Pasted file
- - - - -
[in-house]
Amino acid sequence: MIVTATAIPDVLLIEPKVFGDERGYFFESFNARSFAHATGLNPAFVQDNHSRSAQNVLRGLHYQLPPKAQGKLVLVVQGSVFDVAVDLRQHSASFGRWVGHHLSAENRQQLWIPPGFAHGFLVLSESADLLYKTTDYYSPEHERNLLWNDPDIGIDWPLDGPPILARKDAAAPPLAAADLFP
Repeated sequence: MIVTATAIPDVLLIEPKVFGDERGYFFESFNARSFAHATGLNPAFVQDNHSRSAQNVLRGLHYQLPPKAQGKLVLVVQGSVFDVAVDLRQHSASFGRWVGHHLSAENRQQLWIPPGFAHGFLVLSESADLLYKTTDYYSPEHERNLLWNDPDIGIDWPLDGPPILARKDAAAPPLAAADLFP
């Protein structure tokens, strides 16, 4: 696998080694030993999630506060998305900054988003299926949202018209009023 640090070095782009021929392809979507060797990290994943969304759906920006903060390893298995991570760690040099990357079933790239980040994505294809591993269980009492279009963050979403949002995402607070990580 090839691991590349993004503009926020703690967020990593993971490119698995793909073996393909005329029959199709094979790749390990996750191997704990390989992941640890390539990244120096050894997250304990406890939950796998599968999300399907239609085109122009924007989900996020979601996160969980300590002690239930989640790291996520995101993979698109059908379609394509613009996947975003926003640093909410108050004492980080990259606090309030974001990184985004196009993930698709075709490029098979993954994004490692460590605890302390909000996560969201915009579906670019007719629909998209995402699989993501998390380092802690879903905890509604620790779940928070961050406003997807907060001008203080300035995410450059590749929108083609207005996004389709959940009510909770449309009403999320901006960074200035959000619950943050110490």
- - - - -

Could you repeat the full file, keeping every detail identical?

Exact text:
[in-house]
Amino acid sequence: MIVTATAIPDVLLIEPKVFGDERGYFFESFNARSFAHATGLNPAFVQDNHSRSAQNVLRGLHYQLPPKAQGKLVLVVQGSVFDVAVDLRQHSASFGRWVGHHLSAENRQQLWIPPGFAHGFLVLSESADLLYKTTDYYSPEHERNLLWNDPDIGIDWPLDGPPILARKDAAAPPLAAADLFP
Repeated sequence: MIVTATAIPDVLLIEPKVFGDERGYFFESFNARSFAHATGLNPAFVQDNHSRSAQNVLRGLHYQLPPKAQGKLVLVVQGSVFDVAVDLRQHSASFGRWVGHHLSAENRQQLWIPPGFAHGFLVLSESADLLYKTTDYYSPEHERNLLWNDPDIGIDWPLDGPPILARKDAAAPPLAAADLFP
């Protein structure tokens, strides 16, 4: 696998080694030993999630506060998305900054988003299926949202018209009023 640090070095782009021929392809979507060797990290994943969304759906920006903060390893298995991570760690040099990357079933790239980040994505294809591993269980009492279009963050979403949002995402607070990580 090839691991590349993004503009926020703690967020990593993971490119698995793909073996393909005329029959199709094979790749390990996750191997704990390989992941640890390539990244120096050894997250304990406890939950796998599968999300399907239609085109122009924007989900996020979601996160969980300590002690239930989640790291996520995101993979698109059908379609394509613009996947975003926003640093909410108050004492980080990259606090309030974001990184985004196009993930698709075709490029098979993954994004490692460590605890302390909000996560969201915009579906670019007719629909998209995402699989993501998390380092802690879903905890509604620790779940928070961050406003997807907060001008203080300035995410450059590749929108083609207005996004389709959940009510909770449309009403999320901006960074200035959000619950943050110490």